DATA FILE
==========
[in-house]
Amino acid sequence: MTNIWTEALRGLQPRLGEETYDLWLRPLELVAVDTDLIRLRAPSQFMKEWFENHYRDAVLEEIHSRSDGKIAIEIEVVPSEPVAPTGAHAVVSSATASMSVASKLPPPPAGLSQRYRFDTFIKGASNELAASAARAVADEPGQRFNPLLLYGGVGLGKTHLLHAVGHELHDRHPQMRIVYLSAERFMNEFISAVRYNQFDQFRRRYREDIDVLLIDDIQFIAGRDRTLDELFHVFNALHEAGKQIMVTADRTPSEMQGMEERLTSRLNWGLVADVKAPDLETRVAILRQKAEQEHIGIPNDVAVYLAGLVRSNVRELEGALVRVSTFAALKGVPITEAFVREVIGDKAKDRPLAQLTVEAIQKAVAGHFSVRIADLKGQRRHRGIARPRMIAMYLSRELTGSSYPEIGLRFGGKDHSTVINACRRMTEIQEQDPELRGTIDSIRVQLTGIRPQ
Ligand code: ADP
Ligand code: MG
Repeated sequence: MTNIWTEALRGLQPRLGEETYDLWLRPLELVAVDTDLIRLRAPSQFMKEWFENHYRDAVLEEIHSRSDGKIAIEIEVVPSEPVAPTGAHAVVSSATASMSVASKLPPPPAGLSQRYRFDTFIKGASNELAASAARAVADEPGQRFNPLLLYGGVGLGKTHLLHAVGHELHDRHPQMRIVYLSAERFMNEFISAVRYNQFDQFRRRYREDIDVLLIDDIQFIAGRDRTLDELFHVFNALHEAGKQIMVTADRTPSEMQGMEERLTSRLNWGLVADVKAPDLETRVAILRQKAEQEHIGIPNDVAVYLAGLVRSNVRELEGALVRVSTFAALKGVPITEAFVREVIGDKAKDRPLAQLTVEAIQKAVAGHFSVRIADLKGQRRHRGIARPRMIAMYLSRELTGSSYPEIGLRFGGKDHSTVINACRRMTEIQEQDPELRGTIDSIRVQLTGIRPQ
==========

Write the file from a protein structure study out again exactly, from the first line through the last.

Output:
[in-house]
Amino acid sequence: MTNIWTEALRGLQPRLGEETYDLWLRPLELVAVDTDLIRLRAPSQFMKEWFENHYRDAVLEEIHSRSDGKIAIEIEVVPSEPVAPTGAHAVVSSATASMSVASKLPPPPAGLSQRYRFDTFIKGASNELAASAARAVADEPGQRFNPLLLYGGVGLGKTHLLHAVGHELHDRHPQMRIVYLSAERFMNEFISAVRYNQFDQFRRRYREDIDVLLIDDIQFIAGRDRTLDELFHVFNALHEAGKQIMVTADRTPSEMQGMEERLTSRLNWGLVADVKAPDLETRVAILRQKAEQEHIGIPNDVAVYLAGLVRSNVRELEGALVRVSTFAALKGVPITEAFVREVIGDKAKDRPLAQLTVEAIQKAVAGHFSVRIADLKGQRRHRGIARPRMIAMYLSRELTGSSYPEIGLRFGGKDHSTVINACRRMTEIQEQDPELRGTIDSIRVQLTGIRPQ
Ligand code: ADP
Ligand code: MG
Repeated sequence: MTNIWTEALRGLQPRLGEETYDLWLRPLELVAVDTDLIRLRAPSQFMKEWFENHYRDAVLEEIHSRSDGKIAIEIEVVPSEPVAPTGAHAVVSSATASMSVASKLPPPPAGLSQRYRFDTFIKGASNELAASAARAVADEPGQRFNPLLLYGGVGLGKTHLLHAVGHELHDRHPQMRIVYLSAERFMNEFISAVRYNQFDQFRRRYREDIDVLLIDDIQFIAGRDRTLDELFHVFNALHEAGKQIMVTADRTPSEMQGMEERLTSRLNWGLVADVKAPDLETRVAILRQKAEQEHIGIPNDVAVYLAGLVRSNVRELEGALVRVSTFAALKGVPITEAFVREVIGDKAKDRPLAQLTVEAIQKAVAGHFSVRIADLKGQRRHRGIARPRMIAMYLSRELTGSSYPEIGLRFGGKDHSTVINACRRMTEIQEQDPELRGTIDSIRVQLTGIRPQ